I have a problem. At…

I have a problem. At least I think I do -- it's possible I'm still so groggy that I'm only imagining the problem, especially since it seemed crystal clear to me at the moment I woke, but still.

Postulate 1. I write my best stories when I write them all in one go, basically without getting up from the chair for more than a few minutes. Now, by best I don't necessarily mean that a story I wrote in one sitting five years ago is necessarily better than one I constructed over several days last week...but rather that if I hadn't constructed the story over several days but rather wrote *it* all it one go, it would be a better story. (And by constructed here, I meant wrote in chunks, which isn't clear. Thinking it out over several days is fine).

Now, this is not typical for writers. I've resisted coming to this conclusion for my work (though I've discussed the possibility with Kevin before). But I can *see* the breaks in flow, in language (and while Kev says I need to counter that by becoming a better, more conscious writer, I don't know that that's going to help anytime soon. I'm trying, but...). More importantly, perhaps, it's much too easy to stop caring about a story if I stop. I have a huge folder full of unfinished stories...and I had endings in mind when I started them; I just got up and walked away and never came back.

Postulate 2: I can't write a novel all in one go. Oh, I've heard of romance authors who crank out a novel in three weeks (sometimes one each month!), but I don't think I'll be able to do that anytime soon. And there are a host of purely practical things to consider -- like sleeping. And earning rent. Sleeping *might* be okay if I got up and immediately started working again...or it might not. Don't know. Maybe I should experiment with a short story.

Conclusion: I can't write my best novel. I'm not even sure I can finish a novel -- not one I'd be willing to see published, at any rate. (I *can* force myself to crank out words, but how dreary!).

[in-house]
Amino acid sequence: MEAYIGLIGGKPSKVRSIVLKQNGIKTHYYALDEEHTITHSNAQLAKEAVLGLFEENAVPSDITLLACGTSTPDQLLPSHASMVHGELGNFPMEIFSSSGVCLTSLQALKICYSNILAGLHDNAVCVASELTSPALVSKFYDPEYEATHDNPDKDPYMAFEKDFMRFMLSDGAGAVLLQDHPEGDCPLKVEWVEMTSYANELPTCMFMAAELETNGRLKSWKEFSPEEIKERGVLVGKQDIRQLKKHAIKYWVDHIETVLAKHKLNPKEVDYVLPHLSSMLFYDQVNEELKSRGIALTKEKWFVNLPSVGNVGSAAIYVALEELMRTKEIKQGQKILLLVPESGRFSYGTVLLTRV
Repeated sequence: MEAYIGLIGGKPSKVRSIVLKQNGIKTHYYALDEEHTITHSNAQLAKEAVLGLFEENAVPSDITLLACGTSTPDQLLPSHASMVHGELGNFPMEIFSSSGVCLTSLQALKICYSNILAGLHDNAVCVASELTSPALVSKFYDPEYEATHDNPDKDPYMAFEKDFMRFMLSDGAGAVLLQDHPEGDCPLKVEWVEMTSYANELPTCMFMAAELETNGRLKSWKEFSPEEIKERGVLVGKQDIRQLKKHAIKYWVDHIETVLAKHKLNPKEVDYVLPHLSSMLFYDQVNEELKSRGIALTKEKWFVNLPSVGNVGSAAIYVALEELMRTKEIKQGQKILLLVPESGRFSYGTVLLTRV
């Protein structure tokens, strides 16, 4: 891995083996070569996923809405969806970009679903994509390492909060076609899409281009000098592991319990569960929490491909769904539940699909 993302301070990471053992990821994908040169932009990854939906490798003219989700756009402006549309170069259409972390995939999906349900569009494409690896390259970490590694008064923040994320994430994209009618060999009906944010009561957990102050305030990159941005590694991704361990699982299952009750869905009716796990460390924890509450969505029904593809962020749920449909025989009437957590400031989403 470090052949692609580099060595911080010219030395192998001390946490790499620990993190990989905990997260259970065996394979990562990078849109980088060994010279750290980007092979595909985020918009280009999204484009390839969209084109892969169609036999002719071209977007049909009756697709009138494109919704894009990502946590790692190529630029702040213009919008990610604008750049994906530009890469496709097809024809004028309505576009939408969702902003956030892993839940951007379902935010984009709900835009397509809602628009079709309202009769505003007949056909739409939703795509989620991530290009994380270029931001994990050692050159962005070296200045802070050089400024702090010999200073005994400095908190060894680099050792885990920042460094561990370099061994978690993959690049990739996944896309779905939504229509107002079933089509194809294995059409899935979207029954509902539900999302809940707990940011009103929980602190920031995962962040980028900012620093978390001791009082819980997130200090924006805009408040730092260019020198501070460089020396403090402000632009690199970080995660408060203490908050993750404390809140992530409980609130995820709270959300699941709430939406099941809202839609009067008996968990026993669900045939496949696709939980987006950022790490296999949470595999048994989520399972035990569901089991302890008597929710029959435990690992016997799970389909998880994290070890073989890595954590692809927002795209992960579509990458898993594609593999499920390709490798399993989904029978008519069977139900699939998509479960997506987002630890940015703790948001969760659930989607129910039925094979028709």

I'm trying to think of solutions. When I was working on my fantasy novel before, the parts that seemed to work best were the ones that were mini-stories within themselves; *those* I could write in a chunk, and sustain real interest in. Perhaps I wouldn't write a conventional novel. Perhaps I'd write an entire series of mini-stories, and try to get a mosaic effect, so they all cohered into one larger story (either with or without mortar between them). I can't easily think of another solution...I'm afraid it'll be a *long* time before Kev's solution works. And I'm not feeling patient, dammit. It's been five years since I started writing; more than enough time, IMO, to have written a novel.

Okay, I'm going to try something. I send the readers "The High Priestess", the story I wrote last night. I'm also going to send a chunk of my novel, written *as* a single story (which does have the advantage of possibly being able to sell to magazine market). Probably "Melusane". There are problems with both of them; specifically, one is entirely told, rather than shown, and the other is partially. I think that may be laziness on my part, though, and potentially fixable. (The storytelling style is an ancient and venerable tradition, but it doesn't sell for beans). I'd like to hear opinions on whether you think a) either of these stories could sell to a fantasy mag and b) whether you could see reading a book composed of stories like these.


Okay, enough fretting. In an entirely different vein, one of you did respond to my query about writing poems in response, and gave me permission to post his response poem. Very neat! I wish I had time to set up CGI scripts so y'all could easily interact with me here.

She was too
fat
young
needy
a hairdresser
pale
Canadian
I was too soft
scared.

-John Bakum

Would still be happy to see poems from more of you...

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